It had an incredibly damaging impact on the way I viewed girls because the videos portrayed them as objects whose role was to be used and dominated by men. After I lost my virginity at 16, I compared every girl I slept with to those I’d seen on the screen. I’d make fun of them with my friends if their bodies did not live up to my high ideals. At the university I had even more freedom to indulge my habit, and began looking at porn up to four times a day. Yet the girls who fell for my innocent looks had no idea how much porn affected the way I treated them. Sex to me was never about intimacy or affection. I saw it as the opportunity to play out what I had seen on screen.
“I found it incredible that I never met much resistance to my request. Girls seemed to know what I expected – probably from seeing porn themselves. And, surrounded by other young men who grew up with the same influences none of my behaviour seemed unusual. All my mates acted the same. We all put down women with the same judgemental comments. It became a challenge to see how much we could get girls to do so we could brag about it. We persuaded girls to send naked pictures of themselves that we promised to keep secret, but which we kept on our phones and then showed each other.
“At 25, and already with a master’s degree, I landed a job I was extremely proud of. Yet, Instead of feeling on top of the world, I was becoming concerned about the grip porn had over me for it had started to affect my mental well being. As well as making me more demanding of women, it also made me more critical of myself. I was 15 when I realised I was never going to match up to the bulked-up men with 12 inch Manhoods I saw on my computer. As a result, I felt so ashamed I tried to avoid being seen naked in the shower after sports. Months after I started work the insecurity that I was not good enough became worse. I felt so insecure I suffered bouts of impotency when I had sex.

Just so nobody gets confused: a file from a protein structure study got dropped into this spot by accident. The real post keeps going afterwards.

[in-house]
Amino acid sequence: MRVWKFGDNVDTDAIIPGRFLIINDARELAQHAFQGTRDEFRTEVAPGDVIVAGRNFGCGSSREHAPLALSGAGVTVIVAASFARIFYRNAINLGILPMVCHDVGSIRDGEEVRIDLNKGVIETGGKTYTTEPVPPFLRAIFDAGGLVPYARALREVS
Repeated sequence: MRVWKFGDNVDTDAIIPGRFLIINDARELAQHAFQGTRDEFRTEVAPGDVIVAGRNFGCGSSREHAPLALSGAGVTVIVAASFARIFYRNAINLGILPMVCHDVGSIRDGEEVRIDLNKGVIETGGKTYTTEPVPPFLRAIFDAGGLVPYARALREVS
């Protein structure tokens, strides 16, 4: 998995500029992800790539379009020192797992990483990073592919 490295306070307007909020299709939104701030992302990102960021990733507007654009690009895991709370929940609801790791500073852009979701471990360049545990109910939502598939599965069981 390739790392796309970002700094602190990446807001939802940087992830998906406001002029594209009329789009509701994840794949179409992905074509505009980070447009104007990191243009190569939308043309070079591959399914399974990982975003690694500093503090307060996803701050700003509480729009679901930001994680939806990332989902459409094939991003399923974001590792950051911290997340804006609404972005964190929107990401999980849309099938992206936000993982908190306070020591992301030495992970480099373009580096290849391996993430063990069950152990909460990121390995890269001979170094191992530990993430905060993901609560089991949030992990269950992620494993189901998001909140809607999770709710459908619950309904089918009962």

I would panic and later spend the evening after I got home from work searching the web for new clips to arouse me and reassure me nothing was wrong. Afterwards, I felt an incredible low – I felt degraded and alone. “Pornography had warmed its way so far into my brain that it affected my thoughts when I saw a woman. I had developed such an underwear fetish that if I so much as glimpsed a woman’s bra strap, I would start fantasising. If I met a lady who was much older or married and whom I had no sexual interest in, unwelcome images of her in a sexual situation would pop into my head. I kept it a secret, but inside I was depressed.
I had also given up hope of ever finding love. I believed relationships were meaningless. “In a bid to free myself from my porn addiction, I started going to church with a friend where I also made new friends. I was made to realise that sex was something precious between two people. I was able to talk to people who accepted what I had done and supported me nevertheless. I haven’t looked at porn in three years and it’s been a hard fight to break free. Until recently I still had flashbacks of some of the videos I saw.
That is why I’m deeply concerned about the effect freely available porn may have on the next generation, who can view 24 hours a day on smart phones. I frequently meet youngsters who think nothing of showing each other graphic images on their phones of girls who think they have to pose naked to be liked. “Like I did, these boys don’t see porn as a bad thing – not yet anyway. I want to tell this generation, and the next, that porn is not harmless fun. I am scared for the girls growing up with men who behaved the way I did. It hurts in more ways than people realise and can do untold damage.”